Sport David Coleman has died aged 87

Coleman covered the Olympics among others for the BBC for nearly 50 years with his final swansong coming at the 2000 Sydney Games

Ratings `victory' for ITV News

ITV CLAIMED a ratings victory for its first evening without News at Ten, after increasing its share of viewers by almost 25 per cent on Monday night.

Radio: Laughter at lunchtime: intended but not delivered

THERE was once an ongoing crisis at Radio 4 when they filled the afternoon slot with a witless blatherskite of a show called Anderson Country, which seemed to last all afternoon and drove the audience to despair. The Beeb caved in after a year-long struggle and now we have instead Laurie Taylor, who rambles along in the perfectly pleasant manner of a first- class mind operating at half-throttle. Which is precisely what you want from Radio 4, when you think about it. He said something on Wednesday which has stuck in the mind; apparently people who had worked in the Potteries and who had only 10 per cent of their lungs left were not bothering to see the doctor because they were - and here Taylor paused deftly to insert some invisible quotation marks - "coughing up the same old stuff".

The quiz man with all the answers

On tonight's University Challenge a retired solicitor pits his wits against BBC bully boy Jeremy Paxman. And wins.

As easy as winning the lottery

`Who wants to be a millionaire?' is brain-dead and hugely popular. But is it a quiz? Tim Dowling investigates

It's time to go radio ga-ga

Miles Kington urges us all to tune in and turn on to the delights of radio

Question: will you watch if the prize is right?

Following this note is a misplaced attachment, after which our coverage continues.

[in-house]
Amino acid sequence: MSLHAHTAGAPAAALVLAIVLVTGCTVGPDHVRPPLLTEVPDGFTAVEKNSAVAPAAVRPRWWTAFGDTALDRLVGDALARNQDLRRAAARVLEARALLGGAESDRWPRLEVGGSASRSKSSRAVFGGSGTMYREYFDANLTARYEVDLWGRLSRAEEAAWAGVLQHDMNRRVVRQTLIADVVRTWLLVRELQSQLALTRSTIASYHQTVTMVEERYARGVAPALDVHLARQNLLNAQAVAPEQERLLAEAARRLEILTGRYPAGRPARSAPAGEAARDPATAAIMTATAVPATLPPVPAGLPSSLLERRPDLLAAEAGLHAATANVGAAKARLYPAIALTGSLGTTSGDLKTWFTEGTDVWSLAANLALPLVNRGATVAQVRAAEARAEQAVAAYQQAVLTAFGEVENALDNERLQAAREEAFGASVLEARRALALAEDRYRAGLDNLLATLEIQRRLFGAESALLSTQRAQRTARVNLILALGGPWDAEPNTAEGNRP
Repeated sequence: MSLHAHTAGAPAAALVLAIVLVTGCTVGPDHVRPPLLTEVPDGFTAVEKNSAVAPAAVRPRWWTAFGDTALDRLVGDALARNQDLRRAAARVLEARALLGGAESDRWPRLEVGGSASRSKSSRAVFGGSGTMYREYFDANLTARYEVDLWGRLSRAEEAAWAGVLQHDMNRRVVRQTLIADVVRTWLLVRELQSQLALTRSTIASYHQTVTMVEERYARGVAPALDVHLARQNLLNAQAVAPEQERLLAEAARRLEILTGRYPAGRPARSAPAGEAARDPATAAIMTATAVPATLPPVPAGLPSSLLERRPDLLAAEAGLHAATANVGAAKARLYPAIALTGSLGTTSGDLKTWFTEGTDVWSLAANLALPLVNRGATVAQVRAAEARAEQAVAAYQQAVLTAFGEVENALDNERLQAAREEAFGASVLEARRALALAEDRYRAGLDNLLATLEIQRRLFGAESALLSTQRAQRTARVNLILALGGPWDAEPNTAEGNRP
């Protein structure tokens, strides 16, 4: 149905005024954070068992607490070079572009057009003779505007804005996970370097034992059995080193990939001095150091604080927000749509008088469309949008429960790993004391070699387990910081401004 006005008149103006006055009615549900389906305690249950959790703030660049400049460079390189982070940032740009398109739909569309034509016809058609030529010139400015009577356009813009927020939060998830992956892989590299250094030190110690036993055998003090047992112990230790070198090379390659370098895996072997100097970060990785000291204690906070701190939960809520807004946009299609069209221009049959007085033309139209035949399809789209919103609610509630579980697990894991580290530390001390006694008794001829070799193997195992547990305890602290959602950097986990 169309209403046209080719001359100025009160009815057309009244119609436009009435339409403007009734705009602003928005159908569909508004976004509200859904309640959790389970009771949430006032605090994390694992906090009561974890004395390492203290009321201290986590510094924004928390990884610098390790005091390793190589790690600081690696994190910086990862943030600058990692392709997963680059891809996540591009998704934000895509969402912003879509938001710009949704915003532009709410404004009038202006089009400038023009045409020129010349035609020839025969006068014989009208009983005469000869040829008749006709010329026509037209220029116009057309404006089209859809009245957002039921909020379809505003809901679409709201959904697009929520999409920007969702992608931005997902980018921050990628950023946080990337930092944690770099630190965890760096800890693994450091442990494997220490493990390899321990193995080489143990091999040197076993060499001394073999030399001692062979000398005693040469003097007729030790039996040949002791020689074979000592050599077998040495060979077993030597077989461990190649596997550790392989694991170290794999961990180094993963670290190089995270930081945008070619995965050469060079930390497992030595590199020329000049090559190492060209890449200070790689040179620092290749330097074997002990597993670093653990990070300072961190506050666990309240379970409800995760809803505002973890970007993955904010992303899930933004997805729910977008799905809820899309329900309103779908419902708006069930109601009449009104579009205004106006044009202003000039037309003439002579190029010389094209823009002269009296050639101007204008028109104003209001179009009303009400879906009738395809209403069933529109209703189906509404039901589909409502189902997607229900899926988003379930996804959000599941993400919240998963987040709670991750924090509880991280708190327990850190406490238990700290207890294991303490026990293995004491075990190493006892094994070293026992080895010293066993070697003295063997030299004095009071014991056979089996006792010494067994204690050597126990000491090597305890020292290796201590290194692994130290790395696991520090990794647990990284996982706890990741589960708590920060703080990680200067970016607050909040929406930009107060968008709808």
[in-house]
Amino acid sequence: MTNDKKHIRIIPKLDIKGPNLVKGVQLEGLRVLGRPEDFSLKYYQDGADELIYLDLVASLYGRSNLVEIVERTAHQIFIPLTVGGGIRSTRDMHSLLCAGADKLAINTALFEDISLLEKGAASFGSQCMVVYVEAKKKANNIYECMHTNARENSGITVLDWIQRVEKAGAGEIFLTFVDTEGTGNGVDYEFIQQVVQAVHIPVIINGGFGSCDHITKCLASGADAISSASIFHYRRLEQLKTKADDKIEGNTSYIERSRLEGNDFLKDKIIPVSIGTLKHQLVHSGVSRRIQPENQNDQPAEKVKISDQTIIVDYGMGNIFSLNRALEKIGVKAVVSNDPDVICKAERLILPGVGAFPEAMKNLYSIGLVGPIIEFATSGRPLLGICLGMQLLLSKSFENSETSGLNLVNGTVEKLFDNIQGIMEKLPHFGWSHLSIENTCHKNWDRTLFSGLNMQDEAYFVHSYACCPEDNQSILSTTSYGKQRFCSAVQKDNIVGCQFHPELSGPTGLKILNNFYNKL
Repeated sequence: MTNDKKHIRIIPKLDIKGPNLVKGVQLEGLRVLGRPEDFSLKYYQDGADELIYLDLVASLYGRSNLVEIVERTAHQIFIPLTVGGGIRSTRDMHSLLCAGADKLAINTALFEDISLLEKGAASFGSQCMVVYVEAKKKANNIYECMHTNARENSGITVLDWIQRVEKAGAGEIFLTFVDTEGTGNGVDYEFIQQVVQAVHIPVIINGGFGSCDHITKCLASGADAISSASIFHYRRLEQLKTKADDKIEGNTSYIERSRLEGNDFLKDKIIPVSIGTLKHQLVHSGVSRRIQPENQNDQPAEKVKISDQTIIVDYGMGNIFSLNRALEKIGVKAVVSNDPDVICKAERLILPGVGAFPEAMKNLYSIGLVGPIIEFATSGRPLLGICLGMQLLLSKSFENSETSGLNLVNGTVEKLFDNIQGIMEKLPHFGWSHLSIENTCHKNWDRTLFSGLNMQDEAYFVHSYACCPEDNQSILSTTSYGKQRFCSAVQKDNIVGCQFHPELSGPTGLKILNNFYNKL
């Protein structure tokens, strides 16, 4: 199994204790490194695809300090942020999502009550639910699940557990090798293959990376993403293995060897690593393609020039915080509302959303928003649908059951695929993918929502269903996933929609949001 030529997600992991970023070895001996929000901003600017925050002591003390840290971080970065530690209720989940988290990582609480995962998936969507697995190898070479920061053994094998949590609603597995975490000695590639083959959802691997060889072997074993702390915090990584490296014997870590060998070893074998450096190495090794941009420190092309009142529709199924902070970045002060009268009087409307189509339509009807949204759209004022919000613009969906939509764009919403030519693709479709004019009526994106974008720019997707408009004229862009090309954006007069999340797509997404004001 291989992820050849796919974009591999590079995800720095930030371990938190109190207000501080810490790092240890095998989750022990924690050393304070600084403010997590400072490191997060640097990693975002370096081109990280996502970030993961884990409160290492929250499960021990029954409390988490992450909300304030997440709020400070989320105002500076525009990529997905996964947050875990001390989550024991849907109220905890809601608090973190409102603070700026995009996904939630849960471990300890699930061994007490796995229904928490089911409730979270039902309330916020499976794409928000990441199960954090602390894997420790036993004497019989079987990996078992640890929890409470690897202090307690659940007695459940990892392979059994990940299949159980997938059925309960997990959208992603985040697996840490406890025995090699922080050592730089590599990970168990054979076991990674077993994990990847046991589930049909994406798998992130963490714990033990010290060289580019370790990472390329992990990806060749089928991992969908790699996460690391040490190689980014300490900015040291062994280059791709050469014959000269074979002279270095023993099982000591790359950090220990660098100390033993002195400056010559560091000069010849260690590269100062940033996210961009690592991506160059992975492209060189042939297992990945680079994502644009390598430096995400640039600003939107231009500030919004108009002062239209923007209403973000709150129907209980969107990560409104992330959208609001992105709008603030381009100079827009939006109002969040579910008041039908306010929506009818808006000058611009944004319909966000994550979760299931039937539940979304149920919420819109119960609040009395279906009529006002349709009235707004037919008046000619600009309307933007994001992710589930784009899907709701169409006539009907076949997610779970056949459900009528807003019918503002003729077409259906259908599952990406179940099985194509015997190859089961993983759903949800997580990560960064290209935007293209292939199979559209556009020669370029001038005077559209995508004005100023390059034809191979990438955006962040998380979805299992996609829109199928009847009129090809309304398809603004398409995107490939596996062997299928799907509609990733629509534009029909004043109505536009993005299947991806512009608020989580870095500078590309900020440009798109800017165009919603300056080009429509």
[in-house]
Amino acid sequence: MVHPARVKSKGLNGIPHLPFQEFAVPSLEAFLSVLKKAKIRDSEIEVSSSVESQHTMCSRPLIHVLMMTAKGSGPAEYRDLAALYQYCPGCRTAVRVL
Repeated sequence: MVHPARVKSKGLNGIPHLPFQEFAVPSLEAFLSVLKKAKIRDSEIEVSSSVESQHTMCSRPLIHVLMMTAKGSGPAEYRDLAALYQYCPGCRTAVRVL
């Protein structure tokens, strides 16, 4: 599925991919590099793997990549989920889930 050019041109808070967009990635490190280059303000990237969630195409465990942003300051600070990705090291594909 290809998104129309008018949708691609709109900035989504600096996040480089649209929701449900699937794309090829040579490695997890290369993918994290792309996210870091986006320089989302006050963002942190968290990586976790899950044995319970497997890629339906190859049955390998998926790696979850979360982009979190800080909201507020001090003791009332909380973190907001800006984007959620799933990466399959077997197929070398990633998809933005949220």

... the answer, according to ITV, is a resounding yes, as it raises the quiz-show stakes with the autumn launch of a series boasting pounds 1m priz es. But, asks Scott Hughes as he charts the rise and rise of the format, can money mask lacklustre entertainment?

Comedy: The sad night the Shooting Stars flopped to earth

VIC AND BOB v Paul Whitehouse and friends; a quiz show v a sketch show; the surrealists v the catchphrasers. It wasn't even a contest.

Snow tipped to chair 'Mastermind'

Peter Snow, previously famous for his election night swingometer may get the black Mastermind chair as his new prop.

I've started it, now you can finish it ...

May I say straightaway that I intend to follow the general code of practice where the Royal Family is concerned, and that I have no intention of pestering Prince Harry or Prince William for their opinion on Scottish devolution?

Little minds can have long memories

The oddest thing about Mastermind, the light-hearted quiz programme which has just gone to the attic to gather dust, is also the oddest thing about Round Britain Quiz and Brain of Britain and A Question of Sport and University Challenge and all the others, and that is that the word "memory" is not used in any of their titles.

The pass master

John Walsh talks to MAGNUS MAGNUSSON

Have I got news for you . . . cheap TV comedies are a joke gone too far

Would you watch a show about four comedians discussing the wacky world of antiques? Or perhaps a comedy quiz-show about health and hypochondria? If not, then maybe four lads and a quiz master ad-libbing at the worlds of cookery or gardening?

C4 show celebrates 2000 - and counting

Richard Whiteley may never challenge the Spice Girls in the glamour stakes, but what the quintet of pop sirens did for Channel 5 earlier this year, the veteran broadcaster had already done.

Quiz show fraud makes prime-time viewing

It was just before 8pm on Sunday and Italy's best-known variety show, Domenica In, was reaching its nailbiting climax. Mara Venier, the presenter, had just got through by phone to a viewer in Rome who had been selected, supposedly at random, to take part in a grand quiz.

Turn off, retune, drop out